- U.S dollar index 8-week winning streak, longest since 2014
- But dollar index weekly gains getting smaller -analyst
- China's onshore yuan hits 2007 low
- Canadian dollar rises vs U.S. unit after Canadian jobs data
NEW YORK/LONDON, Sept 8 (Reuters) - The dollar fell on Friday, consolidating gains racked up during the week on better-than-expected U.S. economic data, but the underlying strong trend remained amid stable consumer and labor markets, which have kept the chances of another interest rate increase this year.
Despite Friday's fall, the greenback was headed for eight straight weeks of gains, the longest such streak since 2014.
"The dollar is benefiting from a return of the U.S. exceptionalism theme," said Vassili Serebriakov, FX strategist, at UBS in New York, referring to the country's economic outperformance compared to the rest of the world.
"The resilient U.S. consumer and labor markets have raised questions on whether the Federal Reserve needs to raise rates further," he added.
China's onshore yuan, on the other hand, ended its domestic session at its weakest since 2007, as it battles capital outflow pressures and a widening yield gap with major economies.
In late morning trading, the U.S. dollar index , which measures the greenback against six major peers, was last down 0.2% at 104.84. It hit a six-month peak of 105.15 the previous session. The index so far this week was up 0.6%.
That said, Serebriakov said that while eight weeks are an unusually long stretch of dollar strength, the currency's gains are getting smaller every week.
"The market is quite long dollars already and the incremental upside has been small. So I think the market is having a hard time pushing the dollar significantly higher," he added.
The euro , the largest component in the dollar index, was on track for eight straight weeks of losses and down 0.3% on the week. It was last up 0.4% on the day though, having fallen to a three-month low on Thursday.
Data out this week showed the U.S. services sector unexpectedly gained steam in August and that jobless claims last week hit their lowest since February. In the euro zone, however, industrial production in Germany, Europe's largest economy, fell by slightly more than expected in July.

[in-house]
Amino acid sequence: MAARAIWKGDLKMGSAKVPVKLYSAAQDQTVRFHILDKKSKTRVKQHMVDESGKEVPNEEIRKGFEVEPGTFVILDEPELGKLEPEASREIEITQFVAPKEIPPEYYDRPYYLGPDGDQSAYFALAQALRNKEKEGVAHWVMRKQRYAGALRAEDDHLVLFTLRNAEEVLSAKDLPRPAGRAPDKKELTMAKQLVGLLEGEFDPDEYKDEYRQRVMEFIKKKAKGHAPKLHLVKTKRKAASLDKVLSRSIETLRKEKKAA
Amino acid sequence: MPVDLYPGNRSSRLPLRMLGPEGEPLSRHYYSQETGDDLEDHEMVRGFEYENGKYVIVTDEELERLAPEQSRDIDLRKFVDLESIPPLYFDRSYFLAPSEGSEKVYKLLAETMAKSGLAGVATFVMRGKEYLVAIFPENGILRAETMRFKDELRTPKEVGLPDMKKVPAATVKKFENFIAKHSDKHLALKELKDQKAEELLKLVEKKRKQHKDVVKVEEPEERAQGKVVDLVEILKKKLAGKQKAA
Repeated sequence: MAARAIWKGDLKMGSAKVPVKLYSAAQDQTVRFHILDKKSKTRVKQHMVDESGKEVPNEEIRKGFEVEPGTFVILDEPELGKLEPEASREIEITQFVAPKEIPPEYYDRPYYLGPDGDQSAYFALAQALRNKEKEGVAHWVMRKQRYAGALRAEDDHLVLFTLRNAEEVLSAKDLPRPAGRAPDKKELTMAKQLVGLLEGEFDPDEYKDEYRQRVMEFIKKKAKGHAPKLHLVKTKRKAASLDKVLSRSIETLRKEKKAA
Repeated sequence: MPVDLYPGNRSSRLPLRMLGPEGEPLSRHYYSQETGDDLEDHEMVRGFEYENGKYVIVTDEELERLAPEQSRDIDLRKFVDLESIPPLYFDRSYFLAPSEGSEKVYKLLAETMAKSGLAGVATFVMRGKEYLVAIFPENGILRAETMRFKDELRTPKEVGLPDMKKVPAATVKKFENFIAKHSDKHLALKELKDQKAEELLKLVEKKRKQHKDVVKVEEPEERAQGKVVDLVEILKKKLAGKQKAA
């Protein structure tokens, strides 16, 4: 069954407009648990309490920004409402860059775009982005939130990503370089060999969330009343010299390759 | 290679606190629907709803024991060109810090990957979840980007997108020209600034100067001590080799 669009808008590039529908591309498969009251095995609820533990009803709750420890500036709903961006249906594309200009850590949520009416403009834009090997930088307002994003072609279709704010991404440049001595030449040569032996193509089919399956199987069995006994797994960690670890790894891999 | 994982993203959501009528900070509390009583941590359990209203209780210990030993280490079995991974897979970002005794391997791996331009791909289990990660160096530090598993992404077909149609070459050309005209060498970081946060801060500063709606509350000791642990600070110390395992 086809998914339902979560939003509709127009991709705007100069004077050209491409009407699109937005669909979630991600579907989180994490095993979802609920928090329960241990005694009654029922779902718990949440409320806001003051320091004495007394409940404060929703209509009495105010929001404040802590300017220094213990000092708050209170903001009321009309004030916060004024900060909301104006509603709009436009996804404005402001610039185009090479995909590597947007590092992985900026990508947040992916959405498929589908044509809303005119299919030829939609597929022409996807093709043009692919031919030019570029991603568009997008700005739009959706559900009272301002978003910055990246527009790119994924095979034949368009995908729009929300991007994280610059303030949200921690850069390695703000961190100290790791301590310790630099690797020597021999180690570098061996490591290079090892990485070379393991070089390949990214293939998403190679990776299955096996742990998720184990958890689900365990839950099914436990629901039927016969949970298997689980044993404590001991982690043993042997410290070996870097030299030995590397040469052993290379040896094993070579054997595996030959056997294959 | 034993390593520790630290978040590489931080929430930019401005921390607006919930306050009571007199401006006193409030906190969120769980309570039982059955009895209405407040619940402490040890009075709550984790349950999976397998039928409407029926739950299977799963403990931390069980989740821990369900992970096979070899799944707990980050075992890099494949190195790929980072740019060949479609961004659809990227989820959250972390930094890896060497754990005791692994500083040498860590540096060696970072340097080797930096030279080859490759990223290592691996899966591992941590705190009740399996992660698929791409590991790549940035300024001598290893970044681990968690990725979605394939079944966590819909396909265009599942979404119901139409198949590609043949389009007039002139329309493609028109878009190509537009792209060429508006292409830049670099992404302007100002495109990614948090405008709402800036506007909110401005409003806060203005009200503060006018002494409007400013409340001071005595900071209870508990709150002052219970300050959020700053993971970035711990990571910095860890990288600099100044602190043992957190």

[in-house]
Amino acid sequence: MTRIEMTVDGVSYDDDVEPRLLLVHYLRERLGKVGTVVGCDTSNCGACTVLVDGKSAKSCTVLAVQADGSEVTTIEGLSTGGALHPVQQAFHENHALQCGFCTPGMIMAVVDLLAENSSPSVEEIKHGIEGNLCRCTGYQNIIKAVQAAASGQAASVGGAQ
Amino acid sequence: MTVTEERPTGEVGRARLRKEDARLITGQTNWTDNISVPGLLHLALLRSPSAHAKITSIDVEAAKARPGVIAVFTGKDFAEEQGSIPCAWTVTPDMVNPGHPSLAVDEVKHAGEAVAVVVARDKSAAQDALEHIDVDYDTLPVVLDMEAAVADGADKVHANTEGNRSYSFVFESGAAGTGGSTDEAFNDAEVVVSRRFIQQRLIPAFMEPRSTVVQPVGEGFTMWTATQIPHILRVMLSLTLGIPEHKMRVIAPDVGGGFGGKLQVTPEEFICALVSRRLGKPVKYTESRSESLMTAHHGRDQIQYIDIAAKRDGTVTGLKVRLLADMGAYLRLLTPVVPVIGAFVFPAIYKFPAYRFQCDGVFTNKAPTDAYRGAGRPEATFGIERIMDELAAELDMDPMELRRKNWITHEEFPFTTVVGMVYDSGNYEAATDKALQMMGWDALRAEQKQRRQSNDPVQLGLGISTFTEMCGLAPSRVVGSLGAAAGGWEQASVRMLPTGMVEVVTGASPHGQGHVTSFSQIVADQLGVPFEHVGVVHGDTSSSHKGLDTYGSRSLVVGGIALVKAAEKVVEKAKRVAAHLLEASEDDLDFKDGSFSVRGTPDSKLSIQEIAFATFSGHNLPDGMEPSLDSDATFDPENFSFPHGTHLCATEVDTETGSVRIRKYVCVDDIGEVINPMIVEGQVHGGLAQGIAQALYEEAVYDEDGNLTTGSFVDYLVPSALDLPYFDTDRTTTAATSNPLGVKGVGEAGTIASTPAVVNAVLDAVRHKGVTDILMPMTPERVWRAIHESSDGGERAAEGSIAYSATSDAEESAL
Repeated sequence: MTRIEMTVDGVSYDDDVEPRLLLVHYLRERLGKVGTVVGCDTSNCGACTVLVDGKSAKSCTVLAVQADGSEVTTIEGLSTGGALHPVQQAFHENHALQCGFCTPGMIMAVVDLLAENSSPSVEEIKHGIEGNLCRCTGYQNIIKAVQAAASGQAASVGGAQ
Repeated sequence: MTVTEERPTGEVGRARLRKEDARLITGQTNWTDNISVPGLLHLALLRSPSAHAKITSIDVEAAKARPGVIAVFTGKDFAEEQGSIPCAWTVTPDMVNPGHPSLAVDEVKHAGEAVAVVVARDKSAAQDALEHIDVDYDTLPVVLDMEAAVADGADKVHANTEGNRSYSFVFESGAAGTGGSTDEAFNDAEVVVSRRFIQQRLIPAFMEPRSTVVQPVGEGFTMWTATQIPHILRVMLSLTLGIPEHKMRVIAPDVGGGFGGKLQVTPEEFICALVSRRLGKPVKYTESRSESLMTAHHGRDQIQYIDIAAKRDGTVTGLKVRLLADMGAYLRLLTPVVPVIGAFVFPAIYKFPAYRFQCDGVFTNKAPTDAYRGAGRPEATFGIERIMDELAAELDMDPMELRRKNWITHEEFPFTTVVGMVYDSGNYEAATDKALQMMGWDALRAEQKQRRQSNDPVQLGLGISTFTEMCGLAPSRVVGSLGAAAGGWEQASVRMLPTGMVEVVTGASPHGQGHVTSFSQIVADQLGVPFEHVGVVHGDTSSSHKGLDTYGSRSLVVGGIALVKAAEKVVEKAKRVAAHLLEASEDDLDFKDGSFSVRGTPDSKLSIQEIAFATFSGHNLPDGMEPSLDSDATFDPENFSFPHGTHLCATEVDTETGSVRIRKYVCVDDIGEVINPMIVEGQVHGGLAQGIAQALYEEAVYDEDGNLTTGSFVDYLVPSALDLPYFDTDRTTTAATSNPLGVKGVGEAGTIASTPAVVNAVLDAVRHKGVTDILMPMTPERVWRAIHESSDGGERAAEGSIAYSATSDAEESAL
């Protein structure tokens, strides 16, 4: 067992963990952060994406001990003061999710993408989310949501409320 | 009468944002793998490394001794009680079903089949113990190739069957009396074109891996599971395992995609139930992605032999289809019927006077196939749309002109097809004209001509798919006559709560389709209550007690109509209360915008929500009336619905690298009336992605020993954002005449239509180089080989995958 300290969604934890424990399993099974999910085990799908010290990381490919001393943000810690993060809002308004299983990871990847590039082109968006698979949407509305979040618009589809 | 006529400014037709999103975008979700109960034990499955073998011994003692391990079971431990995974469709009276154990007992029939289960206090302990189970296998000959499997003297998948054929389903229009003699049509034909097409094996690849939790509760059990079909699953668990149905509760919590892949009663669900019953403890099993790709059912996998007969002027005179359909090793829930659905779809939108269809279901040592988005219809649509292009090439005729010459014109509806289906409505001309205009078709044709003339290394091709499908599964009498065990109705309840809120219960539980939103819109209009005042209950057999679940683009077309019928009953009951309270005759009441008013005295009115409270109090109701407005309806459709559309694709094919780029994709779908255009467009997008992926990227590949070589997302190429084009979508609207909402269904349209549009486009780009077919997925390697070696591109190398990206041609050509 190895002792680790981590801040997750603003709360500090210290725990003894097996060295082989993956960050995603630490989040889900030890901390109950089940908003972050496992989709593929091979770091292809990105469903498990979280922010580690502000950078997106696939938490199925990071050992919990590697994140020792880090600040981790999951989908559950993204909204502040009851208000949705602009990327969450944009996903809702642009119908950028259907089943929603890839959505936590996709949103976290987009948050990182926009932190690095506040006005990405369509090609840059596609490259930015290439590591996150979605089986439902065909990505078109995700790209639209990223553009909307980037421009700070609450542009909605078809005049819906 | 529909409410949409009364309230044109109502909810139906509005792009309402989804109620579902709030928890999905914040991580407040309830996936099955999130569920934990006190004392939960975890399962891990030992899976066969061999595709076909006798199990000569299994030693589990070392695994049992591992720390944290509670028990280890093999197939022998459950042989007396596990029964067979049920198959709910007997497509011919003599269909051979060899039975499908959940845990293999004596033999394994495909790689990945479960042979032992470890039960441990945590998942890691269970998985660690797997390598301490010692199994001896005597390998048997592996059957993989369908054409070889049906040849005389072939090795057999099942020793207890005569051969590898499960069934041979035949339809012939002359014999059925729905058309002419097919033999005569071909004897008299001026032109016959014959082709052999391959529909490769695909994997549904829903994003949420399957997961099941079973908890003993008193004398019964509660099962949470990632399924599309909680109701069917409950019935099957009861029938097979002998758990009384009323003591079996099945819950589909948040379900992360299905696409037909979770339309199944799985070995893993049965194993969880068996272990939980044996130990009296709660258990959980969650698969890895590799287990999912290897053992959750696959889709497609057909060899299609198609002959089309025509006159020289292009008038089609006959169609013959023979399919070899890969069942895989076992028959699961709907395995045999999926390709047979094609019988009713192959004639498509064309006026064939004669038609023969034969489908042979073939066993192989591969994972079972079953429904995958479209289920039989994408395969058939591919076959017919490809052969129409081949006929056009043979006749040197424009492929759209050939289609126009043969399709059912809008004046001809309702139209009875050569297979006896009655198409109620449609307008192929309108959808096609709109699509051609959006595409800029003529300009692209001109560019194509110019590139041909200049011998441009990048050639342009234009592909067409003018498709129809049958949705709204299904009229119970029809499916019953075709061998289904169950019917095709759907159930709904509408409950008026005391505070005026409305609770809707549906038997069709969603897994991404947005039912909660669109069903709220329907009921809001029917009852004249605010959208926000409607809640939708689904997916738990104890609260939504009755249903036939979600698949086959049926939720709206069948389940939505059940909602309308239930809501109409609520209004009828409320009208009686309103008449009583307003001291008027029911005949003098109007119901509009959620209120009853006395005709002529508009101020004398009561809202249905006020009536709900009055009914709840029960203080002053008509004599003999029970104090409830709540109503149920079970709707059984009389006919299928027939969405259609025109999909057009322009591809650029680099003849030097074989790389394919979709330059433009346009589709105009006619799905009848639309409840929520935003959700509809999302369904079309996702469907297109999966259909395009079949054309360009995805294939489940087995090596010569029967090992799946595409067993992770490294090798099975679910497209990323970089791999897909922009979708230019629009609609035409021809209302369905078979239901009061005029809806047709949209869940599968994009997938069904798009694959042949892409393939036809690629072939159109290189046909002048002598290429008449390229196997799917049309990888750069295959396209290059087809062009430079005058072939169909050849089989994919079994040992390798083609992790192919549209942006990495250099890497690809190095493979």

The chances of a rate hike by the Fed at the November meeting was still at more than 40%, although the market expects the U.S. central bank to hold interest rates steady later this month.
Sterling edged away from Thursday's three-month low and last bought at $1.2498, up 0.2%, though was still set to clock a weekly loss of more than 0.8%.
The Canadian dollar strengthened against the greenback after the Canada created 39,900 jobs last month, compared with a median forecast for a gain of 15,000. The unemployment rate remained at 5.5%. The U.S. dollar was last down 0.4% at $1.3625 .
IN THE DOLDRUMS
The onshore yuan opened at 7.3400 per dollar on Friday and touched its weakest since December 2007 at 7.3510, while its offshore counterpart sank to a 10-month low of 7.3665 per dollar.
China's currency has depreciated steadily since February as the faltering post-pandemic economic recovery and widening yield gap with other economies, particularly the United States, affected capital flows and trade.
The onshore yuan has fallen roughly 6% against the dollar so far this year and has become one of the worst-performing Asian currencies alongside its offshore counterpart.
The yuan's rapid decline has prompted authorities to step in to slow the pace of its depreciation.
The struggling yen was also in focus. The Japanese unit steadied at 147.39 per dollar but remained on the weaker side of the key 145 level that prompted intervention by Japanese authorities last year.
Japanese Finance Minister Shunichi Suzuki said on Friday rapid currency moves were undesirable and that authorities wouldn't rule out any options against excessive swings, in a fresh warning to investors trying to sell the yen.
Currency bid prices at 10:44AM (1444 GMT)
Reporting by Samuel Indyk in London and Gertrude Chavez-Dreyfuss in New York; Additional reporting by Rae Wee in Singapore; Editing by Shri Navaratnam, Gerry Doyle, Angus MacSwan and Mark Heinrich
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